Sarah Stone: Cellist and Gambist

Why Early Music? Why Juilliard?

I've been interested in early music for a couple years now, starting my freshman year at Rice University when I learned to play vielle in an end-of-the-semester music history presentation. After that semester, I joined the collegium class that met once a week on Monday nights, started playing viol and baroque cello, and became a member of the Night Watch, a viol consort created by the incredible Malachai Bandy who's interest in early music inspired me to play more and get involved. At that time, Shepherd was the place I learned to love playing in orchestra and not as much a place where I could take baroque music seriously.

When I looked at grad schools for cello performance, I knew I wanted to go somewhere that I could play baroque as well as modern cello. I decided to go to the San Francisco Conservatory of Music to work with Jean-Michel Fonteneau and Elisabeth Reed. I had no idea I would spend my two years transitioning to become a baroque cellist, taking mostly performance practice history classes and performing a large percentage of concerts on instruments other then my modern cello. I learned that I could received both a Master of Cello Performance and an additional Historical Performance Emphasis for Baroque Cello from the conservatory in my first year and so I completed the many extra requirements for the emphasis.

Almost as soon as I started my masters, I started wondering what I wanted to do afterwards as a musician. I couldn't help thinking that I didn't want to be done with school because I felt like I had not yet completed my formal education as a cellist. I had looked at the program at Juilliard when it was founded and endowed in 2009 but never seriously because I never thought I could get into such a fancy program that was so small and had FREE TUITION (scholarships valued around $70,000 for the two years of study at Juilliard)! When I did decide to look into the program seriously at the start of this year, I knew that getting in would be pretty steep odds but I decided that if I was going to go to more school it should be this program.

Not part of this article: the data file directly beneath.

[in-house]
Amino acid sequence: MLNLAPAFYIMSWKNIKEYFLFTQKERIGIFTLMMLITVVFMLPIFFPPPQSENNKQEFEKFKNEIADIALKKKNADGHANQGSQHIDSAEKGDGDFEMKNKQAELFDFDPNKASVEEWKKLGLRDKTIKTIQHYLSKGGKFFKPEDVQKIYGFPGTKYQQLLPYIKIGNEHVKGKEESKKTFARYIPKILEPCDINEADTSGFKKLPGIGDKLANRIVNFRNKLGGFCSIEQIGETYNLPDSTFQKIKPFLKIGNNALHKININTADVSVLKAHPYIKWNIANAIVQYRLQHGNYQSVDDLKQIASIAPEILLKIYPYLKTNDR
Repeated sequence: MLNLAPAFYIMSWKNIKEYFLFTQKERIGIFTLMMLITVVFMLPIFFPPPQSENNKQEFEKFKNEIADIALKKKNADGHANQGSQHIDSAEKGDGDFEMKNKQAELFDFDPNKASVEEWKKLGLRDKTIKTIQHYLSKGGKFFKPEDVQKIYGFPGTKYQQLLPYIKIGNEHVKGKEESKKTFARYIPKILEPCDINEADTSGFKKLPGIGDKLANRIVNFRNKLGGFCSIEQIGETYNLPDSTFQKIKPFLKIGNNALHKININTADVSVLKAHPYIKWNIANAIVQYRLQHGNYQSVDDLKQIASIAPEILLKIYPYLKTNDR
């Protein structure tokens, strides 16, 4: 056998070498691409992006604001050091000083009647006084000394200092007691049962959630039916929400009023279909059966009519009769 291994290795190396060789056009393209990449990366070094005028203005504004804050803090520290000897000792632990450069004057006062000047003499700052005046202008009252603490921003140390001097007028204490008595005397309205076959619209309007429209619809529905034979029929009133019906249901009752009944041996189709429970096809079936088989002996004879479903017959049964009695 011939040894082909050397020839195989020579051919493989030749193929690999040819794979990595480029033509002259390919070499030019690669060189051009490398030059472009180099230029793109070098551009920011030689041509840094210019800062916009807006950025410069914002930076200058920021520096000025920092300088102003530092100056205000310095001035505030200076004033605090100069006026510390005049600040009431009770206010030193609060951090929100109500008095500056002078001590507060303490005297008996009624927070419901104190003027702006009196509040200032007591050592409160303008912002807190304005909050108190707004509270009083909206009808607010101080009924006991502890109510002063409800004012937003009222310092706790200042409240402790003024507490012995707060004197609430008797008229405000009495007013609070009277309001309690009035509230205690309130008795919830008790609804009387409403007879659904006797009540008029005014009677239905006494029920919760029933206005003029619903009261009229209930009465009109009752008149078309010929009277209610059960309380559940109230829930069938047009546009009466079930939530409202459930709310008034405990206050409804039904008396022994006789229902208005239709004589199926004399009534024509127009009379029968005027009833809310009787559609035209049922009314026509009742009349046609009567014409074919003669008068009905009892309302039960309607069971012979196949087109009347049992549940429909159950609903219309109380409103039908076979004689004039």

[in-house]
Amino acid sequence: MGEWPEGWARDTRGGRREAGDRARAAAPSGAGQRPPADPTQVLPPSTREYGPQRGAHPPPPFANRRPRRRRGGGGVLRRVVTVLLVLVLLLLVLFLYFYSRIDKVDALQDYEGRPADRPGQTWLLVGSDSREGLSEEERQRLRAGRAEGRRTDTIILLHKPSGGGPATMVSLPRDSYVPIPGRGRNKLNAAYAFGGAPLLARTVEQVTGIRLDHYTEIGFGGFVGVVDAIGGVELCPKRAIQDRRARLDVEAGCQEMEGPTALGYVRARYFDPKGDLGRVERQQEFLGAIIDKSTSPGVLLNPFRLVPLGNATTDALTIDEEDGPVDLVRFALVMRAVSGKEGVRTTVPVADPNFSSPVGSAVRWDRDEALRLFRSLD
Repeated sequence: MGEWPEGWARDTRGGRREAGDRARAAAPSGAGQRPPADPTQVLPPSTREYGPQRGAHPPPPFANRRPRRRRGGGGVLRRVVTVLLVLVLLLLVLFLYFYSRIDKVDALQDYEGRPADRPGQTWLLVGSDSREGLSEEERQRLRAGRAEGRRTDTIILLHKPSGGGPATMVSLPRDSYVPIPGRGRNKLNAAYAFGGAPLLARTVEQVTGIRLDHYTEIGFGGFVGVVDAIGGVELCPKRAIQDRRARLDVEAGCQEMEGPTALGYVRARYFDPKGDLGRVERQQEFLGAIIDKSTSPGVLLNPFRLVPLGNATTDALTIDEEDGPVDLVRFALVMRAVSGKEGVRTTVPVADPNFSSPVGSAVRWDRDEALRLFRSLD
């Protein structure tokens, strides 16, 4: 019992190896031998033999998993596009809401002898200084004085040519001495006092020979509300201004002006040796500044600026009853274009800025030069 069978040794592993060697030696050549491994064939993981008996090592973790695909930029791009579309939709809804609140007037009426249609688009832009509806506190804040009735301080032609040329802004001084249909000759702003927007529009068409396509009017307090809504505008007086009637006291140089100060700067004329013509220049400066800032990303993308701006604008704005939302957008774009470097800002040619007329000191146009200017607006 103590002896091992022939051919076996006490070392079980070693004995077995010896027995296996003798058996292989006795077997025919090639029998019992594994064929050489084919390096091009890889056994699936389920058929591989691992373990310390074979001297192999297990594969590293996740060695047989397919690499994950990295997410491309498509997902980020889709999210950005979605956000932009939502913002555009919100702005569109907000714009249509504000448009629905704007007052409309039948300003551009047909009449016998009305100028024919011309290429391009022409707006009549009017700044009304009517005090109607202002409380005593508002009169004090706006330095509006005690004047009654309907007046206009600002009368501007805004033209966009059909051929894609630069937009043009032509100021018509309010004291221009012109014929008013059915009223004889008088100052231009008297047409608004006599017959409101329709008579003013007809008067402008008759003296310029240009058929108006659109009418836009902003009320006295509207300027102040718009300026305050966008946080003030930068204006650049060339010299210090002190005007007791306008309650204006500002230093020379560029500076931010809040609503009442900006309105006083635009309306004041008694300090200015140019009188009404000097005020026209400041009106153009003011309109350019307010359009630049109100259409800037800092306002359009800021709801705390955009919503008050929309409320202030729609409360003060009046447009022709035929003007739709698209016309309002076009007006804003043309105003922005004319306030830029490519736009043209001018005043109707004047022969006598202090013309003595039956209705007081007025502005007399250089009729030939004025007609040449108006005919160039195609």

The audition preparation was actually fun compared to other music school auditions that I've done because I really loved learning the repertoire. I started to learn the 6th Bach Suite on 5-string cello and finally got to play Haydn D Major Cello Concerto on Baroque cello (and on 5 string for a little while too). I was introduced to the fun but crazy Barriere sonatas, learned one of the three newly discovered Vivaldi Sonatas and played a Gabrielli Ricercar, the earliest of the solo cello literature and the music that made cello more then just a bass-line instrument. A very good friend, Addi Liu (who was also in preparation for the Juilliard audition) and I were able to create a recital program from our repertoire, which we performed twice in San Francisco.